JONESBORO, AR (KAIT) -Mary Beth Smith is the youngest to ever receive the Gr8 Acts of Kindness award presented by First Community Bank and KAIT.
An Honors College student at UCA, her empathy knows no bounds. Mary Diaz nominated the 18-year-old for the Gr8 Acts of Kindness after seeing her efforts online to help bicycle accident victim, Quinton Tate.
Smith was selected for the award two months after she left for college. So, arranging a big surprise for her took some extra planning on behalf of her family, friends and youth leaders at Southwest Church of Christ. Family, friends, and First Community bank personnel gathered at the church on a Thursday night.
“She should be here anytime now,” Anna Smith, Mary Beth’s mother said.
Mary Beth’s friends are in on the surprise and are bringing her to the church.
“This is the lady who nominated her,” Anna said pointing to Mary Diaz who is watching all the festivities while on vacation, joining in via FaceTime.
More than 30 people fill a darkened youth center room inside Southwest Church of Christ. The crowd made up of family, friends, and First Community Bank personnel, remained quiet as they hear footsteps and then the doors fling back to reveal a very surprised Mary Beth Smith.
“This room of folks have been waiting for you to be here,” I said. “Do you have any idea why? We are all here because of how you spent your summer.”
Mary Beth’s hands are clasped around her mouth in surprise.
“May 29, that’s a day that changed everything for one young man. That was a day when a horrific accident happened,” I said.
“I was riding and then Lutrell said, ‘Get out of the way! You’re about to get hit!” Quinton Tate said. “When I was in the ambulance truck, I opened my eyes and my brother was on the ground like this.”
Quinton Tate’s head hit the vehicle at full speed, then slammed into the concrete below. His brain was swelling. Quinton was rushed to Regional One in Memphis.
“God saved me and Mary Beth, well, she’s been there since day one,” Tate said.
Before the accident, Quinton was riding his bike on the church parking lot one day when Mary Beth invited him inside.
“I was part of the Youth Group,” Mary Beth said. “I was kind of like a senior intern.”
“My first day at Southwest, Mary Beth came up to me and said, ‘Hey, what’s your name?’ ‘I said Quinton.’ ‘What’s yours?’ ‘Mary Beth.’”
Quinton learned about God, but neither Mary Beth nor Quinton could know what would lie ahead.
"It was right here. Had to remove part of the skull,” Quinton said. “They removed it twice.”
No one knew if Quinton would survive.
“I just broke down and just curled up and I was like, ‘God help him. He’s got this potential,’” Mary Beth pleaded. “Heal him! Heal him! Do what you need to do!”
Mary Beth organized a prayer vigil.
“You see bad things happen every day,” Mary Beth said. “But man when you get everyone together, there is love in this community that we can come together and help each other.”
Mary Beth had the youth sign a wooden cross to be put inside Quinton’s hospital room and raised money for Quinton’s family through the sale of plastic bands which were inscribed with the scripture Isaiah 41:10 and Quinton’s nickname, “The Beast.”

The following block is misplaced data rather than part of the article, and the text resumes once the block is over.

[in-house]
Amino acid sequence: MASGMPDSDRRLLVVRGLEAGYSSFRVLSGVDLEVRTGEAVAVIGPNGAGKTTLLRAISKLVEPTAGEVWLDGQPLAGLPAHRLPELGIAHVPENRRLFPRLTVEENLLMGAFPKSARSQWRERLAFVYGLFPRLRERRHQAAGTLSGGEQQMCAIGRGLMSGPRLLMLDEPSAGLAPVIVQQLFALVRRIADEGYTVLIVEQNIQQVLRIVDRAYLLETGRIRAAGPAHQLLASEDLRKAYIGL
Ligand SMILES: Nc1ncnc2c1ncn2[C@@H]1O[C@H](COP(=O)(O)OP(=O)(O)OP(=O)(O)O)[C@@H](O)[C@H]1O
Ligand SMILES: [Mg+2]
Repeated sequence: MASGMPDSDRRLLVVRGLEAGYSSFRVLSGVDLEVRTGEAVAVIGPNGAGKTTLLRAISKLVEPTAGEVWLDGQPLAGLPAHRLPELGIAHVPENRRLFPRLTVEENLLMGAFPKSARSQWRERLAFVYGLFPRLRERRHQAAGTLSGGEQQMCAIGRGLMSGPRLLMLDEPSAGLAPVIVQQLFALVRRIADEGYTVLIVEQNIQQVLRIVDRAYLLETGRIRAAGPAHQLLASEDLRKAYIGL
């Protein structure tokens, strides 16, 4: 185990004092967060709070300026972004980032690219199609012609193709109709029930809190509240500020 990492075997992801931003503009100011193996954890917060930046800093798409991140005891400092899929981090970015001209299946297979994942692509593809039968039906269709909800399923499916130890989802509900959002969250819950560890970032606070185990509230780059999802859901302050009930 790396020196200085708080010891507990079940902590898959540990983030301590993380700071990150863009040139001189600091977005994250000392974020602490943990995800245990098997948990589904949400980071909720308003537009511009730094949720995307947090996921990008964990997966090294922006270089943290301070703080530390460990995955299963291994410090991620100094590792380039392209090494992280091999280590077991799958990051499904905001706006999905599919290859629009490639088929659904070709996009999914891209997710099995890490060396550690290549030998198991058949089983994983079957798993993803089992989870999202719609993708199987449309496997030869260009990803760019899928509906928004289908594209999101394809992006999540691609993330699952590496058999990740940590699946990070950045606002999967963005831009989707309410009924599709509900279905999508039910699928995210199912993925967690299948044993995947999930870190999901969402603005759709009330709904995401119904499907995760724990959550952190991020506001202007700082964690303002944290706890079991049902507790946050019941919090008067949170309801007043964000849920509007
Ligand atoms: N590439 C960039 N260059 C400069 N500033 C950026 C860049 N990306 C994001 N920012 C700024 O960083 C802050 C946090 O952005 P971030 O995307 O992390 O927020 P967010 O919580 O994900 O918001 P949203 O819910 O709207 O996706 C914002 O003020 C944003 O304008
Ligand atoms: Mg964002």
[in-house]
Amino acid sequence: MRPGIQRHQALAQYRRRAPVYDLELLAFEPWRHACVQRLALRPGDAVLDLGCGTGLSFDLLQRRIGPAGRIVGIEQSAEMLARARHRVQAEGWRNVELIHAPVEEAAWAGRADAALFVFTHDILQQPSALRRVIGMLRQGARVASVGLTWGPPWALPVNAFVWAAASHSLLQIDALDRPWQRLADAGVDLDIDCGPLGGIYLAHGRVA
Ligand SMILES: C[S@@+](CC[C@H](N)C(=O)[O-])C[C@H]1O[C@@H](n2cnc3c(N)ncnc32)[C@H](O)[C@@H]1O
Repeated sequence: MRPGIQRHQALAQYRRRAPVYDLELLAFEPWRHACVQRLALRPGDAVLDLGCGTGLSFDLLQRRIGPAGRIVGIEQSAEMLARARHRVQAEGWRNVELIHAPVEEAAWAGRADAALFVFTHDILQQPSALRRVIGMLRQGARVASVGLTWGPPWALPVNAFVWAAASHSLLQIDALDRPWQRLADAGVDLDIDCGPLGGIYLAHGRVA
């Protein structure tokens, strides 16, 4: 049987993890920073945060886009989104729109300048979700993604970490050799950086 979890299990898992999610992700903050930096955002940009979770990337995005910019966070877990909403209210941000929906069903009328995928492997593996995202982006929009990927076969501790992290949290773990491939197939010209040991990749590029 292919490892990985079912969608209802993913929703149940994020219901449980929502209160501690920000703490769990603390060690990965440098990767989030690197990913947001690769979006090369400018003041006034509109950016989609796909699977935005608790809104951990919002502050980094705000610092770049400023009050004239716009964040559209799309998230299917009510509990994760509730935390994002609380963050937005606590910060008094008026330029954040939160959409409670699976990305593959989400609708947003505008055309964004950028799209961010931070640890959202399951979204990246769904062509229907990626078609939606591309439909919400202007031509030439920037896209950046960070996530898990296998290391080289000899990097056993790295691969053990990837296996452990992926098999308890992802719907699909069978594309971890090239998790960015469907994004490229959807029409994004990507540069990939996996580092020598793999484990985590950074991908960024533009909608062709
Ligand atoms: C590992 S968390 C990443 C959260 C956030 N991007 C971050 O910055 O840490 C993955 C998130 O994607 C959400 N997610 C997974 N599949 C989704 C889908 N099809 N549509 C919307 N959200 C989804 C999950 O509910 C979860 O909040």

“God is a healer,” Quinton said.
“You prayed harder and The Beast got stronger and he’s here tonight,” I said.
The room erupted into applause as Quinton came out from behind a wall to meet Mary Beth halfway across the room in a hug.
“I am glad you were there for me,” Quinton said. “I just want to thank you for everything.”
“Thanks, Q!” Mary Beth said. “I love you. Glad you’re back with us.”
And just when you think the story is about to end, another begins.
“You found it in your heart to help someone else this year,” I said to Mary Beth.
“She knew it was going to be a rough transition for me, moving from a teacher’s salary to the unknown,” Barbara Tarbutton, Mary Beth’s former Spanish teacher, said.
Barbara Tarbutton’s husband was diagnosed with cancer, and she retired to get him back and forth to treatment.
“You stepped forward and raised money for this family at a time when it was needed most. In fact, you raised over a thousand dollars and Mrs. Tarbutton would like to say thank you, too!” I said.
Mary Beth’s eyes widened with surprise. She had no idea that Mrs. Tarbutton was a part of her surprise.
Mary Beth organized efforts to raise money online and through a yard sale.
“I opened that envelope and there was over a thousand dollars in it. I couldn’t believe it!” Tarbutton said. “I couldn’t believe she would do that for me!”
All these efforts. All the hugs could only mean one thing.
“You are the next winner in the Gr8 Acts of Kindness!” I said.
Screams and applause echoed against the walls of the teen center inside Southwest.
“It was just like a dream,” Mary Beth said. “I guess it just honestly doesn’t feel real. I saw all the people I love.”
Mary Beth Smith, a college freshman who took bad experiences and turned them into good.
“People like you make our community such a better place,” Allen Williams, Community President at First Community Bank, said.
“I thank you for giving your time and for being a part of my life,” Tarbutton said as she hugged Mary Beth. “I love you.”
“I love you, too,” Mary Beth said.
Mary Beth has already given most of her $408 dollar prize to the Northeast Arkansas Humane Society.
She continues her studies at UCA, having earned a full ride scholarship there.